We continue to hear dire warnings about the inherent security risks of the Internet of Things (IoT), and indeed IoT-related incidents are happening. With many companies beginning to capture IoT data from connected devices, a key question is are they doing enough to ensure that data and networks are secure?
If security executives thought they had a lot to handle with the growth of mobile devices and the expanding digital enterprise, the emergence of connected products, corporate assets, vehicles and other “things” is taking security coverage to a whole new level.
A December 2016 study by the Institute for Critical Infrastructure Technology (ICIT) — a cyber security think tank that acts as a conduit between private sector companies and U.S. federal agencies, points out how vulnerable enterprises are to attacks such as distributed denial of service (DDoS) via IoT.
Cyber criminals are expanding their control over vulnerable IoT devices, which can be used in DDoS-for-Hire services for an array of layered attack methods, the report says.
Meantime, IoT continues to take hold. A survey of nearly 1,000 enterprise IT buyers worldwide conducted by 451 Research from August to October 2016 shows that 71 percent of enterprises are gathering data for IoT initiatives today. Organizations expect to increase their IoT technology investments by 33 percent over next the 12 months, the study says. A huge majority (90 percent) will increase IoT spending over the next 12 months, and 40 percent will raise IoT-related investments by 25 percent to 50 percent compared with 2016.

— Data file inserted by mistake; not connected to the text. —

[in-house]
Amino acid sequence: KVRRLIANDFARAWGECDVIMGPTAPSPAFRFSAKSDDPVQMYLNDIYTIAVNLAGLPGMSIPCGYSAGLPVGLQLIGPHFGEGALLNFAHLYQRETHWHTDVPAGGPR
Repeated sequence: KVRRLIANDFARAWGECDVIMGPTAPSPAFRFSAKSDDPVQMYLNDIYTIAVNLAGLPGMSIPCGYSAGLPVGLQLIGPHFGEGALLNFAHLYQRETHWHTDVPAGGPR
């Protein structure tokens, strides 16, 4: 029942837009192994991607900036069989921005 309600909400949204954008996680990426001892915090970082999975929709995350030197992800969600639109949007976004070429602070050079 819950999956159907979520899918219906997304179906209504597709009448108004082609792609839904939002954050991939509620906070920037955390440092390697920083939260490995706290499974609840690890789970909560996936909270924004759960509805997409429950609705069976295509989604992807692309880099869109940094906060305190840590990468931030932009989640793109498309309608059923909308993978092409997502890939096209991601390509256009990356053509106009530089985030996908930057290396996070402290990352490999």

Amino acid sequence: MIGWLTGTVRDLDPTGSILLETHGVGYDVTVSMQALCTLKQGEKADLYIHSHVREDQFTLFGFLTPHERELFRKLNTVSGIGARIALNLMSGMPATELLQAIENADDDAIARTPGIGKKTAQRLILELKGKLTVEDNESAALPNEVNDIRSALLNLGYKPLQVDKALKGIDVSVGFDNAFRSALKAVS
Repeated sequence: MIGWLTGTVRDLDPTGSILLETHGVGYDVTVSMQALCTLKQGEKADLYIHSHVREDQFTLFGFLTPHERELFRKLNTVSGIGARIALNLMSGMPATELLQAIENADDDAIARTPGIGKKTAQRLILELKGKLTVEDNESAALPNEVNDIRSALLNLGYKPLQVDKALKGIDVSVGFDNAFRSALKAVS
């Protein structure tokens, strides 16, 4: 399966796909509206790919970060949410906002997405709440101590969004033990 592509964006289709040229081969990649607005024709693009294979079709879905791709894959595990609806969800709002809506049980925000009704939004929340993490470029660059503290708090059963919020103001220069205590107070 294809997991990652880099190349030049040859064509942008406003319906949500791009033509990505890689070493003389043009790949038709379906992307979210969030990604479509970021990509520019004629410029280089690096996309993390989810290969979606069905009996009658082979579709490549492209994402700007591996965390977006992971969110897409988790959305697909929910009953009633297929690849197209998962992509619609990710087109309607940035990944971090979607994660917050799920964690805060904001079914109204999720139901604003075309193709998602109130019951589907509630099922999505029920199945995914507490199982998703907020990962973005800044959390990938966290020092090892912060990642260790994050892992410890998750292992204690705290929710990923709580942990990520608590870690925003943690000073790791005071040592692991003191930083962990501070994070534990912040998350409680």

However, security remains a concern, with half of the respondents citing it as the top impediment to IoT deployments.
“When it comes to IoT and security, I think it’s nearly impossible to overstate the need and the critical nature of security readiness,” says Laura DiDio, research director at 451 Research and lead author of the study.
“In IoT environments where devices, people and applications are interconnected, the attack surface or attack vector is potentially limitless,” DiDio says. “Threats are everywhere. This is a situation where organizations and their IT departments are well served by being a bit paranoid rather than being lax.”
Every IoT application, process and device is vulnerable, DiDio says. “Even the most stringent security mechanisms and measures can be undone by a single careless user who fails to follow the rules and implement security” on various devices, she says.
The largest security threats in IoT are those inherent in the need to interconnect devices, says Ed McNicholas, co-leader of the privacy, data security and information law practice at Sidley Austin LLP, who focuses on IoT as a part of his practice.
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